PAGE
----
There are two types of inequality: natural (or physical) and moral. Natural inequality stems from differences in age, health or other physical characteristics. Moral inequality is established by convention or the consent of men. There is no point, Rousseau argues, in asking what the source of natural inequality is. Nor is it worth asking whether there is an essential connection between moral and natural inequality. Rousseau says that this is a question for slaves to ask in earshot of their master, but not for free men.

What is at issue is an attempt to decide when rights replaced violence in human relationships and when nature was subjected to law. Philosophers examining the foundations of society have tried but failed to reach the state of nature. Rousseau offers an account of the various mistakes in their writings. All of them took ideas from society and transplanted them into the state of nature. They spoke of savage man, but really depicted civil man. However, no writer doubts the existence of the state of nature, despite the fact that it does not really appear in Scripture.

Therefore, Rousseau argues, we need to set aside the facts. Rousseau's enquiry will not deal with historical truths, but with hypothetical and conditional reasoning, like the reasoning that physicists make about the beginning of the world. Religion compels us to believe that men are unequal because God wanted them to be like this, that God drew men out of their original state of nature immediately after the Creation. However, religion does not forbid conjectures, such as Rousseau's, which try to hypothetically analyze the nature of man and find out what man might have been if he had remained "abandoned" in the state of nature.

Rousseau aims to speak in a language suited to all times and places, and to show man's real nature. There is an age at which the individual human being would wish to stop. Moreover, people will also look for an age in the past at which they wish the species had stopped.


Rousseau begins by setting out the distinction between the two types of inequality that shapes the entire work. Note that "physical" inequality also includes intelligence and presumably the capacity for reason. By defining moral inequality as the elevation of some men over others by consent and convention, and hence as a form of political rule, Rousseau twists the terms of the question again. He begins to ask how inequality in society: that is, how power and hierarchy began to operate amongst men. This examination of power in society is not necessarily what the Dijon academy had in mind.

The idea that other thinkers have tried and failed to accomplish the kind of thought-experiment that Rousseau mentions in the Preface resurfaces later in Discourse on Inequality. What is most interesting here is what Rousseau rejects. Firstly, his almost flippant dismissal of the idea that physical and moral inequality may be linked is philosophically important. A major train of thought, still being worked out in the seventeenth century (and indeed in nineteenth-century America), related to Aristotle's idea of "natural slavery." Aristotle argued that some people are "by their nature" physically and mentally inferior to others. This inferiority justified the enslavement of such inferior people: huge political and civil inequalities were justified by supposed physical characteristics. Rousseau's definition of inequality is absolutely opposed to this notion. Because moral inequality in society is absolutely artificial, he reasons that it should not have any physical justification.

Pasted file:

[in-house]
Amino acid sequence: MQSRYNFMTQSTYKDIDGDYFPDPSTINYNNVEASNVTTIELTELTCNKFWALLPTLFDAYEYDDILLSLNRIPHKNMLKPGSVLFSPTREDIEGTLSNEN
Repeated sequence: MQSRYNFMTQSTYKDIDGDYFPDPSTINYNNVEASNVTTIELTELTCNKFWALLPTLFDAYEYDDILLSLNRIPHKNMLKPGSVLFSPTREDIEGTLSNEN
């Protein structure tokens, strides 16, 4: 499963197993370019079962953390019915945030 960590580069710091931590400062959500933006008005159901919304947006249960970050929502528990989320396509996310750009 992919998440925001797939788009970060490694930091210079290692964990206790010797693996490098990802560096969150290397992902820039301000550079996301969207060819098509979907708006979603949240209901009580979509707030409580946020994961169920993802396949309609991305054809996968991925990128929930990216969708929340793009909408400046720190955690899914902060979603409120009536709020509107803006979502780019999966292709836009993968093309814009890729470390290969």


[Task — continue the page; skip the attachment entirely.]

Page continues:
Equally important is Rousseau's rejection of "facts," by which he principally means the biblical account of Creation. A major problem facing any eighteenth-century thinker trying to write a history of human nature and humanity was the authority of Scripture. Questioning the timing and structure of the creation story was a potentially controversial move, especially given that Rousseau aimed to speak to a wide public, and hence we see his hesitation over this question. Religion, whether it is that of the Catholic church in France or the Calvinist ministers in Geneva, "impels" the philosopher to think that inequality must be divinely ordained. To Rousseau's mind, however, this does not prevent him from making conjectures about what "might" have happened. This is a somewhat sneaky move, but it allows him to discard the restrictive biblical account and work with other material, such as anthropological studies. The ease with which Rousseau cuts the Bible, and even God, out of his account should not blind us to the shock it would have given at least some of his readers.

His final line about finding a place where one might wish the species to have stopped introduces the idea of a critique of modernity. Up until now, inequality has been presented as an artificial construction of modern societies that developed from a different situation called the state of nature. This is the first and clearest statement of an important theme: that modern society and inequality are a bad thing.